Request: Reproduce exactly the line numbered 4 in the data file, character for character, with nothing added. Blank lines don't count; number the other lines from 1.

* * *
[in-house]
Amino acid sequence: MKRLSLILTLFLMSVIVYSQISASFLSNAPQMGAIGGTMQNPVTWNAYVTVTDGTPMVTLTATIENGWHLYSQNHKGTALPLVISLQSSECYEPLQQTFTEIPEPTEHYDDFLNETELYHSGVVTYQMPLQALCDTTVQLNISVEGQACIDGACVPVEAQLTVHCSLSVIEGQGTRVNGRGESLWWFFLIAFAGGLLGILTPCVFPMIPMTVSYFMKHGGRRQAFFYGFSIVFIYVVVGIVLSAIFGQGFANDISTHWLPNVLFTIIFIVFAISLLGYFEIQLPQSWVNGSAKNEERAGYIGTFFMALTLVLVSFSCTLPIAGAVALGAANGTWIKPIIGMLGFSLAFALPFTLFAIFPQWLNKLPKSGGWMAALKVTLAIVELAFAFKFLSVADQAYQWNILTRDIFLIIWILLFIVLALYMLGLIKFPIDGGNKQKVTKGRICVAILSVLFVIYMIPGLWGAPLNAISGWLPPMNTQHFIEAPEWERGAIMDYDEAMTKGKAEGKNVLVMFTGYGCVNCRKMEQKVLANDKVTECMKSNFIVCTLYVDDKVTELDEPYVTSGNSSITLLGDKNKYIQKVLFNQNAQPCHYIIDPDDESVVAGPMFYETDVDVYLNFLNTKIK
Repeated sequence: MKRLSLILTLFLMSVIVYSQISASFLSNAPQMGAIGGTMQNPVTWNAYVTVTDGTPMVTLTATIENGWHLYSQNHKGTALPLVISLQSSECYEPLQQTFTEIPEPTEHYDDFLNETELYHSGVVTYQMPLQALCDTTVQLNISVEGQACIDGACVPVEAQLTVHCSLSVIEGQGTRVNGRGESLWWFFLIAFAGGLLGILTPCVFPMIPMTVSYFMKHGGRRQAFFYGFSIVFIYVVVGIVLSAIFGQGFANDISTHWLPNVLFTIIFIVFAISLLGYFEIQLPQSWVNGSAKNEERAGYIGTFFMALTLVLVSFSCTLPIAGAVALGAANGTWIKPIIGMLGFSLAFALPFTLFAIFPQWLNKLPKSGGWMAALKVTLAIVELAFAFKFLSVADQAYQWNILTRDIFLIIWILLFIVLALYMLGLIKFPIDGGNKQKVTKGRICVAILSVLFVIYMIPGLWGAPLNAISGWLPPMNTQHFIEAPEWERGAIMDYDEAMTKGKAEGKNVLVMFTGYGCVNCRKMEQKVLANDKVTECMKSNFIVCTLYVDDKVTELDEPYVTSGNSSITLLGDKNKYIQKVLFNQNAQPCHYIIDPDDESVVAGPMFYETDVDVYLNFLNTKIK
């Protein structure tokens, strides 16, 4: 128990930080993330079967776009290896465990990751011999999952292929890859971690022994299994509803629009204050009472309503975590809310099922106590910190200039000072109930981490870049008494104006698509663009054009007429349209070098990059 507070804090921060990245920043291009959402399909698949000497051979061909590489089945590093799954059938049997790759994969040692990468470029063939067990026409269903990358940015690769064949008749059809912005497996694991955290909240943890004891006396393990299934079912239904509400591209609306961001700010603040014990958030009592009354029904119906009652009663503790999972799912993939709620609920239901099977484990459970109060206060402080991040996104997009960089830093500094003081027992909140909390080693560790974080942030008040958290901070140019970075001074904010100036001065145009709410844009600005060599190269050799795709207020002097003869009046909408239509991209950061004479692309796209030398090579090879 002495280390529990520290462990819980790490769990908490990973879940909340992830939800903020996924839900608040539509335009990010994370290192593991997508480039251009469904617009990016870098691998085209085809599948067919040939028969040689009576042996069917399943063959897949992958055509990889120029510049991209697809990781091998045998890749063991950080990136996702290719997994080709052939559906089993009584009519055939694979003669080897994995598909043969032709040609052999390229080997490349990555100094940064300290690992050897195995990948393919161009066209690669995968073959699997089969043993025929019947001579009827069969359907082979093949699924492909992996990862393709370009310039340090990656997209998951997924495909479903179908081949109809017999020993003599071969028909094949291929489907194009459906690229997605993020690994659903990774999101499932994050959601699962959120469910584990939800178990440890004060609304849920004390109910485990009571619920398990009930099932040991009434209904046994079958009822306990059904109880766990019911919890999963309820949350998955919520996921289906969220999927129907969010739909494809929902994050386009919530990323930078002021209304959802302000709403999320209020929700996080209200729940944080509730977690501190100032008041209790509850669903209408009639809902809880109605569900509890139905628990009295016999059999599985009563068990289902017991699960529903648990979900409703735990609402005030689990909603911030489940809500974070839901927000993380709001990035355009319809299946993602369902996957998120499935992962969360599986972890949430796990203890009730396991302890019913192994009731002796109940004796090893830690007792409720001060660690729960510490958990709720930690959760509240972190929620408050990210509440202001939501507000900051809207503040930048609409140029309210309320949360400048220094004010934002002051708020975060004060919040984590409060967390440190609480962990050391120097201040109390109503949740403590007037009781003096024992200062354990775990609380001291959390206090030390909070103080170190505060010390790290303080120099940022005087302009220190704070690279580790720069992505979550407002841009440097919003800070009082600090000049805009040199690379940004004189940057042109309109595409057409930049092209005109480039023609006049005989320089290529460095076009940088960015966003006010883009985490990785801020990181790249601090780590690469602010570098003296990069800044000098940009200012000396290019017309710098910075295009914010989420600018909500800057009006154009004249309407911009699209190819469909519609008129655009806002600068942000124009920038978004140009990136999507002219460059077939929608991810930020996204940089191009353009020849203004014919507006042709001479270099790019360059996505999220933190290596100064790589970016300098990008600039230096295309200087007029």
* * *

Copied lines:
């Protein structure tokens, strides 16, 4: 128990930080993330079967776009290896465990990751011999999952292929890859971690022994299994509803629009204050009472309503975590809310099922106590910190200039000072109930981490870049008494104006698509663009054009007429349209070098990059 507070804090921060990245920043291009959402399909698949000497051979061909590489089945590093799954059938049997790759994969040692990468470029063939067990026409269903990358940015690769064949008749059809912005497996694991955290909240943890004891006396393990299934079912239904509400591209609306961001700010603040014990958030009592009354029904119906009652009663503790999972799912993939709620609920239901099977484990459970109060206060402080991040996104997009960089830093500094003081027992909140909390080693560790974080942030008040958290901070140019970075001074904010100036001065145009709410844009600005060599190269050799795709207020002097003869009046909408239509991209950061004479692309796209030398090579090879 002495280390529990520290462990819980790490769990908490990973879940909340992830939800903020996924839900608040539509335009990010994370290192593991997508480039251009469904617009990016870098691998085209085809599948067919040939028969040689009576042996069917399943063959897949992958055509990889120029510049991209697809990781091998045998890749063991950080990136996702290719997994080709052939559906089993009584009519055939694979003669080897994995598909043969032709040609052999390229080997490349990555100094940064300290690992050897195995990948393919161009066209690669995968073959699997089969043993025929019947001579009827069969359907082979093949699924492909992996990862393709370009310039340090990656997209998951997924495909479903179908081949109809017999020993003599071969028909094949291929489907194009459906690229997605993020690994659903990774999101499932994050959601699962959120469910584990939800178990440890004060609304849920004390109910485990009571619920398990009930099932040991009434209904046994079958009822306990059904109880766990019911919890999963309820949350998955919520996921289906969220999927129907969010739909494809929902994050386009919530990323930078002021209304959802302000709403999320209020929700996080209200729940944080509730977690501190100032008041209790509850669903209408009639809902809880109605569900509890139905628990009295016999059999599985009563068990289902017991699960529903648990979900409703735990609402005030689990909603911030489940809500974070839901927000993380709001990035355009319809299946993602369902996957998120499935992962969360599986972890949430796990203890009730396991302890019913192994009731002796109940004796090893830690007792409720001060660690729960510490958990709720930690959760509240972190929620408050990210509440202001939501507000900051809207503040930048609409140029309210309320949360400048220094004010934002002051708020975060004060919040984590409060967390440190609480962990050391120097201040109390109503949740403590007037009781003096024992200062354990775990609380001291959390206090030390909070103080170190505060010390790290303080120099940022005087302009220190704070690279580790720069992505979550407002841009440097919003800070009082600090000049805009040199690379940004004189940057042109309109595409057409930049092209005109480039023609006049005989320089290529460095076009940088960015966003006010883009985490990785801020990181790249601090780590690469602010570098003296990069800044000098940009200012000396290019017309710098910075295009914010989420600018909500800057009006154009004249309407911009699209190819469909519609008129655009806002600068942000124009920038978004140009990136999507002219460059077939929608991810930020996204940089191009353009020849203004014919507006042709001479270099790019360059996505999220933190290596100064790589970016300098990008600039230096295309200087007029």